A few years down the line, you wonder what you were thinking. Lily of the Valley is popping up everywhere, Datura seeded so thickly you need a fork to dig it out and your Obedient Plant is no longer deserving of its name. Some things we only learn with experience.
Today, instead of passing along a plant, pass along your wisdom and tell us what plant or plants you wish you had never planted in your garden. What Not to Grow
- If you plant it in the ground don't forget that when it starts going to seed you will have enough oregano to give a plant to every one in the world.
Lily of the Valley
- I agree they are beautiful and have lovely scent BUT they just keep growing everywhere I would rather they wouldn't.
Chameleon plant. Gout weed
- If it says "good ground over" on the tag--run before it runs over you!
- —Guest C
Plants I wish I'd never planted
- Houyttunia Chordata or chameleon plant, Brunnera, English ivy, Joe Pye, -- if you are content to have a mono-culture, plant any of these and within 4 years, every other plant will have been suffocated!
- —Guest Hostasrus
- I live in zone 4. There are no plants that I can't seem to be able to control. I know my neighbor has had a hard time with bamboo, but I find it easy to take out anything that wants to take over the yard.
- —Guest diane
- Once established there is no removing this 'nice background plant' but it will spread and spread with a tangle of roots.
- —Guest BA
- It's pretty and variegated and comes up everywhere, and is hard to pull up. And then there is snow in the summer. Seems that every slug in the neighborhood likes it under this stuff and it becomes ugly after it grows too long, for it needs to be chopped I guess. But that's how we all learn. Besides, how would you know if you didn't try it, right? Well good gardening to everyone.
- —Guest margie
- All of you must live in a zone 5 or higher. I love anything that grows! (zone 4) Except for that EVIL BAMBOO. not even attractive!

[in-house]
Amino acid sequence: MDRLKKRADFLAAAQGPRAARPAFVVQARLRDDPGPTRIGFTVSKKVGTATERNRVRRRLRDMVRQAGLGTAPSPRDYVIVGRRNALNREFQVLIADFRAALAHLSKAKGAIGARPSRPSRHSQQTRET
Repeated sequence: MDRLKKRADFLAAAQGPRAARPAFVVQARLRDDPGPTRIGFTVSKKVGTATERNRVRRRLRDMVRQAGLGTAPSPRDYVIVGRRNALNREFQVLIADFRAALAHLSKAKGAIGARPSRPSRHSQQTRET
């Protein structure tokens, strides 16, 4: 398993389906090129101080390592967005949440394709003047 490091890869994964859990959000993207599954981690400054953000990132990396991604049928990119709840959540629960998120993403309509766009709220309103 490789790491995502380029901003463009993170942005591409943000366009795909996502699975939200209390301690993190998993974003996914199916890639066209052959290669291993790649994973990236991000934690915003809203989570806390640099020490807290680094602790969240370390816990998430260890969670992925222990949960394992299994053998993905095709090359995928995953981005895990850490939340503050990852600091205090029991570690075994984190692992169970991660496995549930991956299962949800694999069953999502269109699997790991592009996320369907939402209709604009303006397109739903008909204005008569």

- —Guest diane
- I could've written schmerb's post! I am also dealing with a Rose-of-Sharon invasion, but they're pretty and attract hummingbirds, so it's a problem I can live with. Then there's Chameleon Plant, which I usually refer to by names not appropriate for use here. When I planted this in 2 different areas about 6 years ago, little did I know that their scent would trigger migraines. After monumental eradication efforts, it seemed they were gone for good...until this summer. I think there is a backhoe in my future...
Bleeding Heart Vine
- I have never hated a plant before, but Bleeding Heart Vine is truly horrendous! It is really beautiful, but it WILL take over your yard. Climbs everywhere, sends out runners underground, and pops up everywhere. I regret ever having laid eyes on this plant!! Can't get rid of it! Anyone know of a solution?
- —Guest Margie
Ivy takes over the world
- I'm opposed to Round-up, but I believe I'll have the Use it on the English Ivy I planted. It went from 1 tiny plant to choking out my shrubs and climbing all over my trees.
- —Guest pj2y
- This grows huge with lovely big white, lacy flower heads but when it goes to seed and scatters everywhere it is invasive. Angelica is commonly candied and used to decorate English Trifle and Christmas Cake. I tried unsuccessfully to candy it! I successfully removed it after several years.
- —Guest Eddie
Lily of the Valley
- Lily of the Valley is a pretty plant, but after a few years it becomes a nuisance. It is used to make perfume - and the bees really love it, but invasive plants are best grown in containers or confined to certain areas. Placing a strong barrier in the ground, deep enough to contain and control the roots should prevent the spreading of their overwhelming nuisances, and still allow you to enjoy the plants and flowers, etc.
- —Guest Evelyn
Invasive plant - Horse Tail
- Don't ever plant horse tail........Terribly invasive. It's a horrible plant.
- —Guest littlewass
Ditch the Dogwood Bush
- I planted a few stringy Dogwood Bushes to hide the power boxes that were behind out lot. They have beautiful leaves and red stems for winter interest. Those bushes grew into enormous tree-like structures. Not only did it resist being trimmed, but then I would find Dogwood springing up across the yard (I have no idea how that could happen) not just one or two, but several. So, six years later, the kind neighbor who bought the property behind us asked if we wouldn't mind if they cut it down. I was jumping for joy. I am constantly cutting down Dogwood that is springing up in random places in my yard.
- —Guest Merci Me